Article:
Reworked Ammonia Process Meets Economic, Green Demands

June 5, 2024
University of Illinois Chicago researchers optimized the lithium-mediated ammonia synthesis process to improve its efficiency and selectivity.

Researchers at the University of Illinois Chicago (UIC) have taken the century-old lithium-mediated ammonia synthesis (LiMAS) process and dramatically improved its efficiency and selectivity.

This low-temperature, cyclic process combines nitrogen gas and a hydrogen-donating fluid, such as an alcohol, with a charged lithium electrode. Nitrogen atoms stick to the lithium before combining with hydrogen to make ammonia. LiMAS also is regenerative, restoring the original materials with each cycle of ammonia production (Figure 1). 

According to UIC Associate Professor of Chemical Engineering Meenesh Singh, the key to this improvement was better understanding how the reaction works and then being able to speed it up. This included optimizing both the hydrogen donor and counter ion used in the lithium salt while also increasing nitrogen pressure in the reaction. 

Singh believes the current process if scaled up, would produce ammonia at $450/ton, which he says is 60% cheaper than prior lithium-based approaches and other proposed green methods.

Singh and his fellow researchers are now partnering with General Ammonia Co. to pilot and scale up the process at a plant in the Chicago area. The company has a stated target price for ammonia below $220/ton. 

First up is to design a laboratory scale 1kg/day electrolyzer and then an electrolyzer stack. This will be roughly the size of a shipping container, including supporting components such as a compressor, rectifier and air separation equipment. 

“Scaling a chemical process from this to industrial scale, i.e. 1–100 tons/day, requires careful planning and execution,” he noted. 

Key steps include thoroughly understanding the process at the laboratory scale, which will be done at UIC, conducting pilot-scale operations to validate (1 kg/day) scalability, optimizing process parameters, selecting and designing appropriate equipment and conducting environmental impact assessments.

“Funding is necessary to execute scale-up tasks. For example, we will be doing front-end loading (FEL) for conceptual process design first,” he added.

Singh shared that the U.S. Department of Energy typically wants target selectivities of over 70% and energy efficiency over 60% for industrial-scale production of ammonia. While his and other groups have hit the 70% selectivity mark, the higher voltage requirements of LiMAS lowers its energy efficiency.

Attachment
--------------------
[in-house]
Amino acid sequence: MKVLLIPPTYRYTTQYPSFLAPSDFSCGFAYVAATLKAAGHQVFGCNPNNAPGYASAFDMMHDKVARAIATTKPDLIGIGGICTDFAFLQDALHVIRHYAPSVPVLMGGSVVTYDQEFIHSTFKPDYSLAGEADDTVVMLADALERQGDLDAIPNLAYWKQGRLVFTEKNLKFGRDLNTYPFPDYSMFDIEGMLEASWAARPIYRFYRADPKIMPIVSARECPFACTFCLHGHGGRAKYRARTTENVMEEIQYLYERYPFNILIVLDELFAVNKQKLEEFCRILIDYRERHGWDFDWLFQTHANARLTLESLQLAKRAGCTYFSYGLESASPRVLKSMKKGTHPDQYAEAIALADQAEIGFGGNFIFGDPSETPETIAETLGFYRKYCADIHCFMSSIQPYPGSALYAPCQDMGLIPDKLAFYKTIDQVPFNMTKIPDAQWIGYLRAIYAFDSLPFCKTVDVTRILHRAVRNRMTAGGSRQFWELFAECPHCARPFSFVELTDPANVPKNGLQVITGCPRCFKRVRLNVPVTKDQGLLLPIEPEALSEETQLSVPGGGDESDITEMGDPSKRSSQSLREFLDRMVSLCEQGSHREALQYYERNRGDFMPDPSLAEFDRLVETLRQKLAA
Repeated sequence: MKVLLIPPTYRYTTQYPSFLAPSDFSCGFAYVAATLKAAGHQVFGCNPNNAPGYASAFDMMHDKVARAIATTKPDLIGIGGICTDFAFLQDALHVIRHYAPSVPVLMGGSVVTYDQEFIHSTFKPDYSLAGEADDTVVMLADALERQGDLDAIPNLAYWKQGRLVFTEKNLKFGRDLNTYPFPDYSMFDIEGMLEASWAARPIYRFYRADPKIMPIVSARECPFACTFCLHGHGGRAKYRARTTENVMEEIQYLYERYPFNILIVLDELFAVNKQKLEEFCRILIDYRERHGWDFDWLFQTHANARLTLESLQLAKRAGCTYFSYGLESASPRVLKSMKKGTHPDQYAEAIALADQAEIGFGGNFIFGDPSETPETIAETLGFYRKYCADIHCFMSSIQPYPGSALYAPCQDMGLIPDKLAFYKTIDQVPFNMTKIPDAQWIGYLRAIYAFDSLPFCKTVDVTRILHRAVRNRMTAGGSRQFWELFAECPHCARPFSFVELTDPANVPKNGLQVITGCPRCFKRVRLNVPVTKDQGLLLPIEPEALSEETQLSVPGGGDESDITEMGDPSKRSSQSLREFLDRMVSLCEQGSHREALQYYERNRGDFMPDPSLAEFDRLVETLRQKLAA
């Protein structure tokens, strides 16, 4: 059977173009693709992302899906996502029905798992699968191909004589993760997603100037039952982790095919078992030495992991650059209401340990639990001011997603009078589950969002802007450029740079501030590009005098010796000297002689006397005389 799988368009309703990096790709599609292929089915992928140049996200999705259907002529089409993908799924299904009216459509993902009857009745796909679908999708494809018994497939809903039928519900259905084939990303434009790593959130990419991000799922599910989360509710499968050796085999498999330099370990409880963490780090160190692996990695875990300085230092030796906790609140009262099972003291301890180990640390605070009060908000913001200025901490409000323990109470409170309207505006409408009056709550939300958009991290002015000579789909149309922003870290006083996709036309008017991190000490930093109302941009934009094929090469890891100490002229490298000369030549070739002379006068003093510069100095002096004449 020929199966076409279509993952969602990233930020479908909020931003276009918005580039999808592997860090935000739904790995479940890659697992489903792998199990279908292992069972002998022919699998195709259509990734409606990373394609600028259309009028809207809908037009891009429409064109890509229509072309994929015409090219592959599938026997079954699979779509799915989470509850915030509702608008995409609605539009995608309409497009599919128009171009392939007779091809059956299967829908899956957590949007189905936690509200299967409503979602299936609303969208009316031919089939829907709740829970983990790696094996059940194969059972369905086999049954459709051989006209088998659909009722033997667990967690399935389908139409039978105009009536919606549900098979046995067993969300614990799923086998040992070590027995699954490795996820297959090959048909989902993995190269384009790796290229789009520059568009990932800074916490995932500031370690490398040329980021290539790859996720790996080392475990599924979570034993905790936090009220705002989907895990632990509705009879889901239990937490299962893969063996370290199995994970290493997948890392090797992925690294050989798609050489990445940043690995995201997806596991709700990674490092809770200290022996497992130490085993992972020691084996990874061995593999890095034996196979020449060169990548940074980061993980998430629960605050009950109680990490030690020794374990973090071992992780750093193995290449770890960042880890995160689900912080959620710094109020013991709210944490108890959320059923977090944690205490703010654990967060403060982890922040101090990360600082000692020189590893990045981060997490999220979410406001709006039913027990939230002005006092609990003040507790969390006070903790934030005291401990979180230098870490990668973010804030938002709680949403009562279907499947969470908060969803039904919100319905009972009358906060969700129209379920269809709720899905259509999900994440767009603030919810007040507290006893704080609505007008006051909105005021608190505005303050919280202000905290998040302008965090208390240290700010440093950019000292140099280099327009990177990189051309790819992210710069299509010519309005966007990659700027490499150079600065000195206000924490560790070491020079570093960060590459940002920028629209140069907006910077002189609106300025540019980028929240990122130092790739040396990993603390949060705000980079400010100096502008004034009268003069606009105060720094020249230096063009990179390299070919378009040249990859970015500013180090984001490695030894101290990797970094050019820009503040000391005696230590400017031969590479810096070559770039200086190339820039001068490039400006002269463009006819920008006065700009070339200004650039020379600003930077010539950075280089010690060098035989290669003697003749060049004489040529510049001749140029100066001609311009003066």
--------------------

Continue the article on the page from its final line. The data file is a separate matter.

“We are developing alternatives that will allow us to reduce the voltage to get to an energy consumption of ~9.4 kWh/kg of NH3, which is comparable to state-of-the-art ammonia synthesis approaches,” he explained, adding that achieving these aggressive targets requires support from the government, state holders and venture capitalists.

About the Author

Seán Ottewell | Editor-at-Large

Seán Crevan Ottewell is Chemical Processing's Editor-at-Large. Seán earned his bachelor's of science degree in biochemistry at the University of Warwick and his master's in radiation biochemistry at the University of London. He served as Science Officer with the UK Department of Environment’s Chernobyl Monitoring Unit’s Food Science Radiation Unit, London. His editorial background includes assistant editor, news editor and then editor of The Chemical Engineer, the Institution of Chemical Engineers’ twice monthly technical journal. Prior to joining Chemical Processing in 2012 he was editor of European Chemical Engineer, European Process Engineer, International Power Engineer, and European Laboratory Scientist, with Setform Limited, London.

He is based in East Mayo, Republic of Ireland, where he and his wife Suzi (a maths, biology and chemistry teacher) host guests from all over the world at their holiday cottage in East Mayo

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